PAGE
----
Over the course of the last six months, we’ve reviewed a lot of restaurants with gluten-free menus, ranging from local one-offs to major national chains and franchises. Looking back over the comments and other responses to those reviews, a commonality seems to emerge. You, the readers, (and me, too, for that matter) express a general aversion to national chain/franchises. Local = good. Big chain or franchise = bad.
The reasons for adopting such a posture usually fall along one of several lines… A) We prefer to support local restaurants, keeping our dollars in the local economy. B) We prefer healthy foods, and the franchises don’t qualify (this usually applies when thinking about the McDonald’s, Burger Kind, Wendy’s, etc. fast food family of franchises). C) Franchises/chains contribute to the homogenization of food in America – by eating at these places, we cease to experience the regionality inherent in America’s food system. And I’m sure you could rattle off a few more reasons.
But here’s the rub: we support a local restaurant, hoping for them to succeed. And if they do succeed, maybe they open a second location, and then a third. And if they become successful enough, at some point, maybe they become the national chain or franchise we profess to despise. What happens then? Do we suddenly stop supporting them, because the local restaurant that we wanted to succeed actually did and became too successful? Did the restaurant and its food change, or just our attitude? Where’s the critical threshold where that shift takes place?
It’s like when someone is a big fan of an independent music group that no one’s heard of, and then that group suddenly explodes in popularity. The once-fan ceases to like that group, because “they’ve sold out,” or “they’re too popular.” But nothing about that band changed. Only the fan did…and you have to ask yourself, what were they really a fan of? The music? Or the independentness of it? When it comes to national chains and franchises, I challenge you to ask yourself the same questions. Whether we’re talking about the fast food family, or other chains/francises such as Chipotle, Outback, PF Chang’s, Maggiano’s, or a long list of others, evaluate each on its own merits. It would be unfair to lump them all together into one large slush pile.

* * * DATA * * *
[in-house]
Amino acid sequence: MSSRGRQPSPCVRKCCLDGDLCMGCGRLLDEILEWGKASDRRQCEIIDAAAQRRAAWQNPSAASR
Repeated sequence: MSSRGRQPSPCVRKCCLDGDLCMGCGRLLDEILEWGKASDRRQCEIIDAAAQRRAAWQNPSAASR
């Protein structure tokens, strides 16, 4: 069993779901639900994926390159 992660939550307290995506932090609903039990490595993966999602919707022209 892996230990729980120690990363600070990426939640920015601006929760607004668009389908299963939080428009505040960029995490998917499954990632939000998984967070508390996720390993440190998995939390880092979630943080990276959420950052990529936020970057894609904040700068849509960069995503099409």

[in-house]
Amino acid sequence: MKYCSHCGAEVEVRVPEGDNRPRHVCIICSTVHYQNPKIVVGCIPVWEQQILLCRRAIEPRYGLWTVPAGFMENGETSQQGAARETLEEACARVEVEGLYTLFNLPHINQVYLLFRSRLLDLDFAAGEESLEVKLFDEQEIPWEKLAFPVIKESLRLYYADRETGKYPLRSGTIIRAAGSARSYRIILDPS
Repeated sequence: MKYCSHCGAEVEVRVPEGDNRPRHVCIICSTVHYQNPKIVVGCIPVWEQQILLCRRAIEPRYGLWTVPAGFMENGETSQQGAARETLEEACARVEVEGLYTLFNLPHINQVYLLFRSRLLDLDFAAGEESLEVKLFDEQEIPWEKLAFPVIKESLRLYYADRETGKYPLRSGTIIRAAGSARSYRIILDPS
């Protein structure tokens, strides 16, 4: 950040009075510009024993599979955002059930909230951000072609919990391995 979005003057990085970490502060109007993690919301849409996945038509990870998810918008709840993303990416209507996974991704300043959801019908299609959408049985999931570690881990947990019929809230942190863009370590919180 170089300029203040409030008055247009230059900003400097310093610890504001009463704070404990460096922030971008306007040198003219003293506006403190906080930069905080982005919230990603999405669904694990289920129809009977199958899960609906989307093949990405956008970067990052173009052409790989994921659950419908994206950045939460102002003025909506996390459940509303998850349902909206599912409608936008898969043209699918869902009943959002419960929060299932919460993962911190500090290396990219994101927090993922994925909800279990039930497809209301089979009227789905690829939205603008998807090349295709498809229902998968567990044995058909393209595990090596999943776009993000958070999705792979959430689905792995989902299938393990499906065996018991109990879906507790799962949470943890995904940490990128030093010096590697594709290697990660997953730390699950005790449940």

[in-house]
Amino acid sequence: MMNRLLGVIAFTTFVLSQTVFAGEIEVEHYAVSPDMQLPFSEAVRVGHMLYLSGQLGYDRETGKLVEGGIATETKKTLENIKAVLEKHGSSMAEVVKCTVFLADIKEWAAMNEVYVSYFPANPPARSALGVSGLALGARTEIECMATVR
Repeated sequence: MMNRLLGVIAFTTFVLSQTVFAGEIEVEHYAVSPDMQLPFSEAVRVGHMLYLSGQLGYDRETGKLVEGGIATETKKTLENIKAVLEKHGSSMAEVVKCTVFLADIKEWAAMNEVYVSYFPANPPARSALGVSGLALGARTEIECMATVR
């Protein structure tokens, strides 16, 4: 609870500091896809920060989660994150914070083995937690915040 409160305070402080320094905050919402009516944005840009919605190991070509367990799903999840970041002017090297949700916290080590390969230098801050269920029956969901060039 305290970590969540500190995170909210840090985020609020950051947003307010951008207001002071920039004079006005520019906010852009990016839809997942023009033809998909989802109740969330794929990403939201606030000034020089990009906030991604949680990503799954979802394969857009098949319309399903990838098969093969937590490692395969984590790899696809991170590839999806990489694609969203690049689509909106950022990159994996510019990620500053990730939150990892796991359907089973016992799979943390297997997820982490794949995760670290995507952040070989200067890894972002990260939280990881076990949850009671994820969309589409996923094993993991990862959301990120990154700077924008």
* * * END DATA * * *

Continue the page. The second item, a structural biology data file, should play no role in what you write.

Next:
Here’s good example of the process in medias res. In February, we reviewed Larkburger, an atypical burger joint in Edwards, Colorado. At the time, Lark had just the single location. But it recently opened a second location in Boulder, with a third coming online in Denver. I strongly suspect that the new locations will be as successful as the first, and that, in turn, will yield even more Larkburgers. And although I can’t predict with absolutely certainty, it wouldn’t surprise me in the least if at some point in the distant future a Larkburger location comes to a town near you. And when it does, will I stop eating their burgers and throw my support behind the latest local joint to win my affection? Hardly. I think the world could use a few more Larkburgers (for reasons mentioned in the review), and I’m happy to support it. (The same pattern, it should be noted, happened to Chipotle, which started as a local Denver burrito joint that opened additional locations, and look at how successful it has become!)